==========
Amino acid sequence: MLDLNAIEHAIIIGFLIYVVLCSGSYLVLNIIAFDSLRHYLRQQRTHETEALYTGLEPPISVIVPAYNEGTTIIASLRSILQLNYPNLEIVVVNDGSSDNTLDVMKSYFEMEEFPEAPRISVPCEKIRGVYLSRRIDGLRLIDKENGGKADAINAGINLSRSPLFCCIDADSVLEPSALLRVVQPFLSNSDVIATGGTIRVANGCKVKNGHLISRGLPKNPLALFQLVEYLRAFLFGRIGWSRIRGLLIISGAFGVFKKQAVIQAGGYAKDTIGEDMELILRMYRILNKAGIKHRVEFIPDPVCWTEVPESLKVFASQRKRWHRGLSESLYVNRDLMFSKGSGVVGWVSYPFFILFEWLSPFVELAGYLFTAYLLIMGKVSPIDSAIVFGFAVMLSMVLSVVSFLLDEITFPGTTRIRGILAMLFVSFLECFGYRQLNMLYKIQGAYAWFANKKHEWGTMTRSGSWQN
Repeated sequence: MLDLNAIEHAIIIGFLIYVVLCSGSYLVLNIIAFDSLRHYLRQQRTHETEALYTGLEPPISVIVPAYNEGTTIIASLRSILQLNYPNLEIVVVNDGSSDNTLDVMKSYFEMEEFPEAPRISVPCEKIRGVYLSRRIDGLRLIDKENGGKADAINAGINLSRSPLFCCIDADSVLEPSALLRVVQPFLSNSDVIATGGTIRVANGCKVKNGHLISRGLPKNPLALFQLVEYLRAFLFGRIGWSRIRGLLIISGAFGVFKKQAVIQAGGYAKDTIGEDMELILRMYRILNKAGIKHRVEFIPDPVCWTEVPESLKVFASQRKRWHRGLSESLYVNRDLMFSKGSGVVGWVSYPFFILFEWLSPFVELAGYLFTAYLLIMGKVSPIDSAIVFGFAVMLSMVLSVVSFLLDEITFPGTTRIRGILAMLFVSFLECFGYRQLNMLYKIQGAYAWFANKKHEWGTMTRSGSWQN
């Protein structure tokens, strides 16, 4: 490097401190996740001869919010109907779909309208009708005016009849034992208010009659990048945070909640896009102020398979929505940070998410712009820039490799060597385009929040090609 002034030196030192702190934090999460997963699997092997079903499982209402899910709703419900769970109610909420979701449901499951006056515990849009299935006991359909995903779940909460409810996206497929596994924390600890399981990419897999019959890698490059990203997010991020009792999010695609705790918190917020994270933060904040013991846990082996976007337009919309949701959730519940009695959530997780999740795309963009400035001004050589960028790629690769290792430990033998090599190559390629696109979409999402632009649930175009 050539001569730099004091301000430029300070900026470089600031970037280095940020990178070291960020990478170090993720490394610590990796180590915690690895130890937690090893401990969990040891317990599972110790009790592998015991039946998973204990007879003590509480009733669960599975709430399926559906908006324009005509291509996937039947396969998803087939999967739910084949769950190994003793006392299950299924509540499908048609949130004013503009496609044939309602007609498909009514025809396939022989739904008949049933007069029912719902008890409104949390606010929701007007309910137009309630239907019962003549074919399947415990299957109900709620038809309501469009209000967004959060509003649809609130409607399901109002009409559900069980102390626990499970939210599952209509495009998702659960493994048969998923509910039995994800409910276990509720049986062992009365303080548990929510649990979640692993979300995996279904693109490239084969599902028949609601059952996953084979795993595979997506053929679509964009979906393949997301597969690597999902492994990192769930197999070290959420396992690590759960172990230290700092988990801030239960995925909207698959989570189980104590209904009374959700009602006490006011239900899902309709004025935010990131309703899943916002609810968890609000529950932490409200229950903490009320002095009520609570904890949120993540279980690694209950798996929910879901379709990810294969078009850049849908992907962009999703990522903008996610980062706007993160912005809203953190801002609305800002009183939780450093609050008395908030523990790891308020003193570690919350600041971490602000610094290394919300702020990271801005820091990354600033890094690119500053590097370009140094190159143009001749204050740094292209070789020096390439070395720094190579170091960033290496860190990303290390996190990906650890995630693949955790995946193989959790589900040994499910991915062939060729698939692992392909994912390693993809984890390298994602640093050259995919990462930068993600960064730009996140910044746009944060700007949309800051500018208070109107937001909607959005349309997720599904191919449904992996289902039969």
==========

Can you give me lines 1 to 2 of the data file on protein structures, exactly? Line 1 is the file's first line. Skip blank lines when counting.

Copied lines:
Amino acid sequence: MLDLNAIEHAIIIGFLIYVVLCSGSYLVLNIIAFDSLRHYLRQQRTHETEALYTGLEPPISVIVPAYNEGTTIIASLRSILQLNYPNLEIVVVNDGSSDNTLDVMKSYFEMEEFPEAPRISVPCEKIRGVYLSRRIDGLRLIDKENGGKADAINAGINLSRSPLFCCIDADSVLEPSALLRVVQPFLSNSDVIATGGTIRVANGCKVKNGHLISRGLPKNPLALFQLVEYLRAFLFGRIGWSRIRGLLIISGAFGVFKKQAVIQAGGYAKDTIGEDMELILRMYRILNKAGIKHRVEFIPDPVCWTEVPESLKVFASQRKRWHRGLSESLYVNRDLMFSKGSGVVGWVSYPFFILFEWLSPFVELAGYLFTAYLLIMGKVSPIDSAIVFGFAVMLSMVLSVVSFLLDEITFPGTTRIRGILAMLFVSFLECFGYRQLNMLYKIQGAYAWFANKKHEWGTMTRSGSWQN
Repeated sequence: MLDLNAIEHAIIIGFLIYVVLCSGSYLVLNIIAFDSLRHYLRQQRTHETEALYTGLEPPISVIVPAYNEGTTIIASLRSILQLNYPNLEIVVVNDGSSDNTLDVMKSYFEMEEFPEAPRISVPCEKIRGVYLSRRIDGLRLIDKENGGKADAINAGINLSRSPLFCCIDADSVLEPSALLRVVQPFLSNSDVIATGGTIRVANGCKVKNGHLISRGLPKNPLALFQLVEYLRAFLFGRIGWSRIRGLLIISGAFGVFKKQAVIQAGGYAKDTIGEDMELILRMYRILNKAGIKHRVEFIPDPVCWTEVPESLKVFASQRKRWHRGLSESLYVNRDLMFSKGSGVVGWVSYPFFILFEWLSPFVELAGYLFTAYLLIMGKVSPIDSAIVFGFAVMLSMVLSVVSFLLDEITFPGTTRIRGILAMLFVSFLECFGYRQLNMLYKIQGAYAWFANKKHEWGTMTRSGSWQN